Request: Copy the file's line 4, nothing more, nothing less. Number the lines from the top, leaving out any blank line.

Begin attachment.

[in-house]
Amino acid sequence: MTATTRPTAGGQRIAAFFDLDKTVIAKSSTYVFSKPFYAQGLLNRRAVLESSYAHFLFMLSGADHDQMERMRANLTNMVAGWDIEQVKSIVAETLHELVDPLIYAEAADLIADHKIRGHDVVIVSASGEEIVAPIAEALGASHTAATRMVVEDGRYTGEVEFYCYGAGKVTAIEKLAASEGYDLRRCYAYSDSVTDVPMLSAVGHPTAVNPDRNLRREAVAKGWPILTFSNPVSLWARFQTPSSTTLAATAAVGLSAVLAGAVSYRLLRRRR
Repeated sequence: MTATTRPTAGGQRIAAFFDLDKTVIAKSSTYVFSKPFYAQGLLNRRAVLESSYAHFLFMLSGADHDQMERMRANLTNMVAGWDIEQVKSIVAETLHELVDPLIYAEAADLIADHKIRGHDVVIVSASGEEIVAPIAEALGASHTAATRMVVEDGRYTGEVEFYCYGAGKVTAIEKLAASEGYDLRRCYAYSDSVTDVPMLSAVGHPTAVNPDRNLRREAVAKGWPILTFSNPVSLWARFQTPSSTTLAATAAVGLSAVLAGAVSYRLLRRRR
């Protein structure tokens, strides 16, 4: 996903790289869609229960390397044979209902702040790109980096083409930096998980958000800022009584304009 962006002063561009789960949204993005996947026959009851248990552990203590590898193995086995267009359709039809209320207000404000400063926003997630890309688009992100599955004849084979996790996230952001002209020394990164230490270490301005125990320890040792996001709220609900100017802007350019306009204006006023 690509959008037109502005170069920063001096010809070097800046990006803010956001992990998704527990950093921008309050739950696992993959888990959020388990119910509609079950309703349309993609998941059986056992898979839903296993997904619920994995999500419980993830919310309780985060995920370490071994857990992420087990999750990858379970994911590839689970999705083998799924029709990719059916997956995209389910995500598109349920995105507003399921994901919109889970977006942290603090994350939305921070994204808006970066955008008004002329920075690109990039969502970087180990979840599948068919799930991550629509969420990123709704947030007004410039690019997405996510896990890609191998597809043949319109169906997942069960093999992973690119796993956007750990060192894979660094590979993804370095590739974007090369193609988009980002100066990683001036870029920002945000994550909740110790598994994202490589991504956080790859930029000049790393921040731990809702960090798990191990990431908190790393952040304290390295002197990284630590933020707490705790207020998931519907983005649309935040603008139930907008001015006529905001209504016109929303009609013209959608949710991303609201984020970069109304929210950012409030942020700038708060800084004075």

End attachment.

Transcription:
């Protein structure tokens, strides 16, 4: 996903790289869609229960390397044979209902702040790109980096083409930096998980958000800022009584304009 962006002063561009789960949204993005996947026959009851248990552990203590590898193995086995267009359709039809209320207000404000400063926003997630890309688009992100599955004849084979996790996230952001002209020394990164230490270490301005125990320890040792996001709220609900100017802007350019306009204006006023 690509959008037109502005170069920063001096010809070097800046990006803010956001992990998704527990950093921008309050739950696992993959888990959020388990119910509609079950309703349309993609998941059986056992898979839903296993997904619920994995999500419980993830919310309780985060995920370490071994857990992420087990999750990858379970994911590839689970999705083998799924029709990719059916997956995209389910995500598109349920995105507003399921994901919109889970977006942290603090994350939305921070994204808006970066955008008004002329920075690109990039969502970087180990979840599948068919799930991550629509969420990123709704947030007004410039690019997405996510896990890609191998597809043949319109169906997942069960093999992973690119796993956007750990060192894979660094590979993804370095590739974007090369193609988009980002100066990683001036870029920002945000994550909740110790598994994202490589991504956080790859930029000049790393921040731990809702960090798990191990990431908190790393952040304290390295002197990284630590933020707490705790207020998931519907983005649309935040603008139930907008001015006529905001209504016109929303009609013209959608949710991303609201984020970069109304929210950012409030942020700038708060800084004075």